ever bother to write a Mac-native app?? (a) above will never happen
(people may indeed buy more Macs, but it will *not* translate into demand
for more Mac-native apps precisely because those increased sales are a
result of being able to run Windows apps - increasing demand for more
*Windows*-native apps).

The difference is that OS/2 ran Windows apps out-of-the-box and without
having to dual-boot. With Apple's BootCamp, you still have to buy a copy of
Windows separately and you have to dual-boot. While 100% of OS/2 machines
could run Win16 apps, I'd guess that fewer than 10% of Macs will be able
to run Windows apps, since the vast majority of Mac users won't purchase a
Windows OS for their Macs. So developers will still have plenty of
incentive to make Mac apps.
 

Re: Cross platform-- the hard way

Quote
Huh? Please cite examples of abuse of monopoly power in office suites by
Microsoft. Hell, they don't even have a monopoly in office suites. For
example, Dell bundles WordPerfect Office as the default office suite. You
have to pay extra if you want Microsoft Office rather than the default
WordPerfect install. And HP offers WordPerfect Office on equal footing
with Microsoft Office (not on price (MS costs more), but neither is the
"default"). How could Dell and HP do these things if Microsoft had a
monopoly in office suites? Get real. Sure, Microsoft has greater market
power in office suites than competitors, but they don't have a monopoly.
To split hairs with part of what you say, I think they are a monopoly,
because they have over 90% of the market by value, which means they have a
large degree of monopoly power. I bet most who get WordPerfect Office
promptly upgrades.
But I don't think they've abused their monopoly power in this area
personally. At least I haven't seen much evidence, and the HP deal shows
this.
Oliver Townshend
 

Re: Cross platform-- the hard way

Quote
>Because:
>www.usatoday.com/money/industries/technology/2005-07-01-msft-ibm_x.htm

There's nothing in that article that has *anything* to do with my
statement above.
Your argument has a quantitative and qualitative part.
The article shows that MS pressured hardware manufactorers to not preinstall
OS/2
on their PCs (even when OS/2 had a much lower price and could run Windows
software).
This led to a *much* lower installed base of OS/2. Remember, most people use
the
OS that is preinstalled on the computer. A low number of PCs with OS/2
led to lower demand for native OS/2 software.
There are two things at work here: (1) How strong are the incentives for
*each*
user of OS/2 to buy native OS/2 software, and (2) how many users of OS/2
are there in total. The link above indicates that MS pressure led to a much
lower
number of OS/2 users. At least that is what the court has found.
Anyway: Boot camp is about dual booting, not running Windows programs
inside OsX. That is an important difference (so the OS/2 discussion is not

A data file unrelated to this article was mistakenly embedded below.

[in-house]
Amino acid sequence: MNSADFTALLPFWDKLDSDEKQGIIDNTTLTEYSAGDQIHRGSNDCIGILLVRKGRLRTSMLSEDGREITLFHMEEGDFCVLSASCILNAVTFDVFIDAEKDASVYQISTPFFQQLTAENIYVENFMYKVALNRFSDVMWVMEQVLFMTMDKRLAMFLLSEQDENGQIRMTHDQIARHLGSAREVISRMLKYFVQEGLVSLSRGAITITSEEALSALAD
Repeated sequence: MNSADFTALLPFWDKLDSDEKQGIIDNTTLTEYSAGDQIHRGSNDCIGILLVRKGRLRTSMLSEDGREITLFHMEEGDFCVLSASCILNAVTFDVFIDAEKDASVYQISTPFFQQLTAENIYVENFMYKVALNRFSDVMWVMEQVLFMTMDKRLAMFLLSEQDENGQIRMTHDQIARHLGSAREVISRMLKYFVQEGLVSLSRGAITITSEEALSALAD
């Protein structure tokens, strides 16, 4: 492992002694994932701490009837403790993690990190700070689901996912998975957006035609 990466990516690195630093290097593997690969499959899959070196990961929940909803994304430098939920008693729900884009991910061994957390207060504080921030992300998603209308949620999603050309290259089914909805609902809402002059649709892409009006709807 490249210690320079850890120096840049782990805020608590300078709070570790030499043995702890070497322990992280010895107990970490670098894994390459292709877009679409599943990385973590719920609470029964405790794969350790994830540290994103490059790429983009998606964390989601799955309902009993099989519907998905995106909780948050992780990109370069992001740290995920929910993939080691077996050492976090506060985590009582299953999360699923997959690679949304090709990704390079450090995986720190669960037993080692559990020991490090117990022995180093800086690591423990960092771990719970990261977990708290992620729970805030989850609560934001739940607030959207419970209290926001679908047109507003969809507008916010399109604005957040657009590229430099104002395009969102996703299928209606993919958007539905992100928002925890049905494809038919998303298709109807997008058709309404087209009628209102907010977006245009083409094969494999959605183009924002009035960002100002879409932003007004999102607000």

really
relevant for Boot Camp, but will be for virtualization).
If a Mac user wants to run IrfanView (a great Windows program) he has to
log out of OsX and boot into WinXP. If I created a native OsX
application.doing
the same thing as IrfanView my app would have an important advantage. The
Mac user
didn't have to shut down OsX and boot into Windows. So all things beeing
qual, the native OsX application have an advantage. Again: It would be
quite different if we were talking about virtualization.
-Dag
 

Re: Cross platform-- the hard way

Quote
There are a lot of Windows users who are interested in Macs, but don't
have the guts to make the switch. Now they can and keep using the few
win-only apps that had hold them back earlier. There's nothing strange in
that. Current Mac users won't need Windows anyway.

David S.
I think is the whole story in a nutshell. My sister is looking for a
computer,
and will be much more likely to buy a Mac now that there is no extra "risk"
involved.
-Dag
 

Re: Cross platform-- the hard way

Yes, Xcode is free (as in price:=0).
But even so I think that there is a market for Delphi on
the Mac. Universal binaries are important now,
but (as you say) will be less so over the next couple
of years.
RAD with Xcode is not as easy as RAD with Delphi.
Borland already has a nice compiler
for Linux (part of Kylix, and it was not the compilers
fault that Kylix had technical problems on newer
distributions; As far as I know..). I am not sure
how large difference there is between executables
for Linux and BSD (used in OsX), but I'd guess
a large part of the work is already done. There is some binary
compatability between Linux and BSD.
Start with a simple version of Delphi for the Mac,
and with a very low price for the first versions. This could
give Borland a nice share of a growing market on
OsX, and would be one extra reason for Delphi developers to
stay away from Visual Studio.
-Dag
 

Re: Cross platform-- the hard way

"Pepe Smythe" wrote
Quote

Huh? Please cite examples of abuse of monopoly power in office suites
by Microsoft. Hell, they don't even have a monopoly in office suites.
IIRC Lotus created the 'Office' market by bundling 1-2-3, the recently
acquired AmiPro, and several other programs into the Lotus SmartSuite. MS
called it a pricing gimmick and said they had no intention of following
suit. But SmartSuite began to take market share, so MS Office and the
WordPerfect Office were created in short order as responses. That was back
when Lotus and WordPerfect still mattered (still had meaningful portions of
the market).
So that is where OS market power enters the story. For a couple of years MS
made it almost as cheap to bundle Windows+Office as it was to bundle Windows